The trade war may be making more of the headlines but a ‘war for talent’ is being waged in Guangdong, home to the Greater Bay Area and also China’s most populated province, with 113.5 million people.
Last month we reported how Shenzhen was trying to seduce tech professionals with tax breaks. The push was being positioned as a response to the Trump administration’s targeting of Huawei, with the reasoning that the Chinese need a self-sufficient supply chain if they are to sidestep the same situation in future.
But it’s not just an international battle. As soon as we mentioned Shenzhen’s efforts, there were reports that Guangzhou was rolling out more measures of its own, having already made it much easier for new arrivals to get residency permits in the last two years.
Then there was news that Zhongshan, a smaller city on the western banks of the Pearl River, would be rolling out its own version of the welcome mat. And in another piece earlier this month, a contributor to GBA Brief talked about how he was able to secure incentives for a start-up in the Hengqin special zone near Zhuhai, as well as monthly payouts for its key personnel.
In fact, parts of the GBA have always had bigger migrant populations than elsewhere in China because the manufacturing miracle of the reform era was a magnet to workers from other parts of the country.
A completely new city like Shenzhen, which had to attract millions of outsiders, is a case in point. Mandarin is the language of choice there because it is home to so many people with different native dialects. Travel a few minutes to neighbouring Guangzhou, an established city with centuries of history, and you are much more likely to hear Cantonese, the provincial tongue for Guangdong.
But the search for workers today is rather different to the tens of millions of new migrants who filled factories in the 1980s and 1990s. Now the talk is of capturing know-how rather than elbow grease, something that the Chinese have been trying for years by encouraging the return of the haigui, or ‘sea turtles’, a term for graduates who come home after studying abroad.
Skill sets like these are supposed to power a workforce that trades more on quality than quantity. Yet size still matters in places like Guangzhou, which has just published a new plan to become an “international metropolis” of 20 million people by 2035. To get there it will need to add at least 300,000 people a year.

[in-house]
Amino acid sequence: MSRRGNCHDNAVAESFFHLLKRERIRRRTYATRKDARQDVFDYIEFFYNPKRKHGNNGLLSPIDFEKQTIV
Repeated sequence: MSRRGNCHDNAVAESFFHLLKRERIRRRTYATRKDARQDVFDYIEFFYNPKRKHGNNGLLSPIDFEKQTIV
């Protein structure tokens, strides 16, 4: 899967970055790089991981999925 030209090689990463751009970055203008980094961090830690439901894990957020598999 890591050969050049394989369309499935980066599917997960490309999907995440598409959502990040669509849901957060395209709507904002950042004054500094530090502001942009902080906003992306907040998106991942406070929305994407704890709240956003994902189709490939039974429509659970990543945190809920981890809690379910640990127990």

Presumably, most of these newcomers are supposed to be the well-educated, over-achievers that the other top-tier cities are chasing as well. But the campaigns to attract them are concerning the central government, which worries that the richer cities are sucking the lifeblood out of lesser-developed parts of the country. Last week there was even a warning from the State Council that cash incentives and other special benefits shouldn’t be used to lure the brightest minds from other areas.
Creativity at city and provincial level will make them difficult to police but directives like these are part of a bid to protect other parts of the country, including what is left of the economies in rust belt provinces like Jilin, Heilongjiang and Liaoning, where state enterprises are struggling to survive in smokestack sectors like steel and coal.
These economies are almost the mirror images of places like the GBA, where the focus is a high-tech, green, super-productive future. They are also why young people are leaving in droves: the median age in the three provinces was 42 in 2015, compared to 37 in the rest of China.
Perhaps that was why the news of the bans on incentives for quality migrants provoked an angry response on social media, with accusations that the policy was tantamount to chaining people to their birthplaces. Skilled workers would be stupid to take a job in rust belt cities was another piece of advice, because they might get trapped there forever.
All in all, it’s a useful reminder that the war for talent is being fought on many fronts: not just the superpower clash with Washington, but as a struggle between provinces in China, and even the rivalries inside the GBA itself.